As for the other profanity, the naughtier of the two words without doubt, well I don’t believe Sterne was a million miles away in his choice for translating the rather coarse cacando.  Incidentally, those of you with a penchant for informal English may recognise here the etymological associations of the lovely word cack.

Now, if you so desire, you can go on to curse the excommunicant in all the faculties of his body.  You know how this goes: from the hair of his head, through his thighs and his genitals (it’s very important that this tragic fellow not be allowed to reproduce), right down to his grubby toenails.

Alas, I must conclude, for I have taken up far too much of your time, I know.  I merely want to say to you all that I hope that in using this example from Textus Roffensis I have demonstrated the intrinsic value of medieval culture.  Indeed, not only have we gained insights into the behavioural and cognitive processes of peoples of the past, but we have learned a rather handy curse to boot.  Perhaps, however, one best learnt in Latin: so after me, maledictus sint mingendo cacando.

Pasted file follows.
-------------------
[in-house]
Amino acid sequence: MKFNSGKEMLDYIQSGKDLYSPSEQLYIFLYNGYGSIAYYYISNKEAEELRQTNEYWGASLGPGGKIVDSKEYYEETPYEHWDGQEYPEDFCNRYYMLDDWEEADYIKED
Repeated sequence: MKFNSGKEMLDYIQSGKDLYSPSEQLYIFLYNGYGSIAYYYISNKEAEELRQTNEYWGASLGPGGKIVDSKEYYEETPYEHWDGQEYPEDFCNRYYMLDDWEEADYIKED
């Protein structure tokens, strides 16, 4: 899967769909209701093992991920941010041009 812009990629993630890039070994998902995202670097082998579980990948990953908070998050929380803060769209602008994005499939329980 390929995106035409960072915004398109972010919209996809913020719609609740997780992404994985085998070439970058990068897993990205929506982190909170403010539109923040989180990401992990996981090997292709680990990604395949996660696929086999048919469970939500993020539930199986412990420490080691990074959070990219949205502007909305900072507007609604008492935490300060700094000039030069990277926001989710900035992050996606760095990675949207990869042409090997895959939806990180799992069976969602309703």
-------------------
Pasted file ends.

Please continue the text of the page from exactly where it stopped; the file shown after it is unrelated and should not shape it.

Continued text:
JB’s postscript: Don’t know about you, but I want to see the blasphemy. By the way, fellow Americans, we’re more used to seeing the spellings “cherubim” and “seraphim,” but those aren’t typos.


Visit:  The Anglo-Saxon Monk Blog and Michael Wood’s reading of, A Curse from the Textus Roffensis on YouTube.